SOWING THE WIND ONLY TO REAP THE WHIRLWIND: Martin Bashir interviews Princess Diana in a BBC documentary which aired on Monday 29 November 1995. The interview incensed the Windsors: the following month, Queen Elizabeth ordered Charles and Diana to sever matrimonial ties. In her vengeful resolve to hit back at her husband following his own interview the previous year, Diana had foolishly sown the wind and reaped the whirlwind.

NEXT WEEK: DIANA REVERTS TO SINGLENESS

Continue Reading

Columns

Rights of an Individual in Islam

14th December 2022

Islam is a way of life completed and perfected by the last and final Messenger of Allah, Prophet Muhammad (pbuh). The Holy Quran along with the practical teachings of the Prophet (pbuh) forms the basis of Islamic law, social, economic and political systems of Islam – in short the basis of a complete code of conduct for the entire life of a Muslim

Regrettably in this day and age there are certain views in non-Muslims that have a very negative ‘view’ of Islam. The bottom line is that if a Muslim says that two plus two is four, others can ‘argue’ to say three plus one is four, or two times two is four or the square root of 16 is four. The bottom line is no matter what we may think we all are ‘correct’. The fact is that we are all on this earth for a ‘limited’ time. Regardless of beliefs, tribe, race, colour or our social standing in life, we will all die one day or the other and we will “all” be called up thereafter to answer for our behaviour, beliefs, and our life on this earth.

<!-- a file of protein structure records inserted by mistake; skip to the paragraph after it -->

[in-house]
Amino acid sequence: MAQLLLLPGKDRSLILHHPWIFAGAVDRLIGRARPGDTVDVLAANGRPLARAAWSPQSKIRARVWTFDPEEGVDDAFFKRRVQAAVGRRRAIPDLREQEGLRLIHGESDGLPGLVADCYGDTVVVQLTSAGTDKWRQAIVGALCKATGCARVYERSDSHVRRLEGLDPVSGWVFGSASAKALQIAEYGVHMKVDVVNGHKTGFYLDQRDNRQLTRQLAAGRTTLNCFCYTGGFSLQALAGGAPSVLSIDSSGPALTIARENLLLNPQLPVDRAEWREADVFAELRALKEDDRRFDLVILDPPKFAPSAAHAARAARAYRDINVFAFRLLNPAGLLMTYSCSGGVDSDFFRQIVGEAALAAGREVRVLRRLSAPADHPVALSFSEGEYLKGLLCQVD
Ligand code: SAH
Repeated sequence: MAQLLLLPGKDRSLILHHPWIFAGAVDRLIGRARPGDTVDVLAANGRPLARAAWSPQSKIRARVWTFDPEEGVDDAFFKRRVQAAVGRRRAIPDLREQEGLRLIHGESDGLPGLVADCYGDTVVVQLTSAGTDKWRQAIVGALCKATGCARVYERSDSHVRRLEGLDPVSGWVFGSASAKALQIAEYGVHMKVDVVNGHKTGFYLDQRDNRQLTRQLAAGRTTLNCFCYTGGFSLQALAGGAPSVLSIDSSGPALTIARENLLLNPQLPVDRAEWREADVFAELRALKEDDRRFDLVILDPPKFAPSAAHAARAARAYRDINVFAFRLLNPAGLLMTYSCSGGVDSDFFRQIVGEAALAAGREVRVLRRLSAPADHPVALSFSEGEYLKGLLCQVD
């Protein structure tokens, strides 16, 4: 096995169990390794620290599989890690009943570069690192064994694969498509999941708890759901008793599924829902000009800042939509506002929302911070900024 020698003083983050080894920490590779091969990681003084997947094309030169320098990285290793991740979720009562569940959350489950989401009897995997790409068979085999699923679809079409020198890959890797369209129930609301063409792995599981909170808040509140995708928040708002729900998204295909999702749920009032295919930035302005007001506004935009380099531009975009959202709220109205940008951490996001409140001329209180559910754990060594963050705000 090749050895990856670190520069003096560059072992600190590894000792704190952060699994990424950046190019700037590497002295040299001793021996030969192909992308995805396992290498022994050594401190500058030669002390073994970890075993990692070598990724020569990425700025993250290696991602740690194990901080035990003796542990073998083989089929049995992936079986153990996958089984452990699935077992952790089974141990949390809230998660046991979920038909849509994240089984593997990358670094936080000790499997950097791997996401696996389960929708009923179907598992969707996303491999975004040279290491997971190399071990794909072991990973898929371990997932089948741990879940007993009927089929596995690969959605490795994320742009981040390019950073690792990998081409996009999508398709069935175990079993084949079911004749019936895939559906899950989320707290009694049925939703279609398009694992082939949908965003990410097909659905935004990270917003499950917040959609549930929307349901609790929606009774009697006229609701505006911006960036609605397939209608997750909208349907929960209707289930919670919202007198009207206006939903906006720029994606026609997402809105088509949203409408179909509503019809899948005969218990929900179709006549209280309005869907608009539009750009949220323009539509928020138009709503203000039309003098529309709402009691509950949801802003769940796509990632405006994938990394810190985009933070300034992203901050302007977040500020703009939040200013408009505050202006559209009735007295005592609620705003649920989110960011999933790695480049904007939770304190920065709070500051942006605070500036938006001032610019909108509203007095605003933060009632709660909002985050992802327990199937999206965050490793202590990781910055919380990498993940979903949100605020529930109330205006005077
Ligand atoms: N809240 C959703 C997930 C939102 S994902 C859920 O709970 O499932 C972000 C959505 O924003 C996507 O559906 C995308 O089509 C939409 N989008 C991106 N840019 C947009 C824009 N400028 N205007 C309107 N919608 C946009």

To a Muslim the Holy Quran is the Divine Revelation which is all encompassing and lays down in clear terms, how we should live our daily lives including the need for humans to allow fellow humans certain basic rights at all times. Due to the limited space available I can only reflect on some of the major fundamental rights laid down by Islam:

Right to life

The first and foremost of fundamental basic human-rights is the right to life. “Whosoever kills any human being (without any valid reason) like manslaughter or any disruption and chaos on earth, it is though he had killed all the mankind. And whoever saves a life it is though as he had saved the lives of all mankind” (Quran Ch5: v 32). It further declares: “Do not kill a soul which Allah has made sacred except through the due process of law” (Quran Ch6: v 151). Islam further explains that this sacrosanct right to life is not granted only to its adherents (believers), but it has been granted to all human beings without consideration of their religion, race, colour or sex

Right to Equality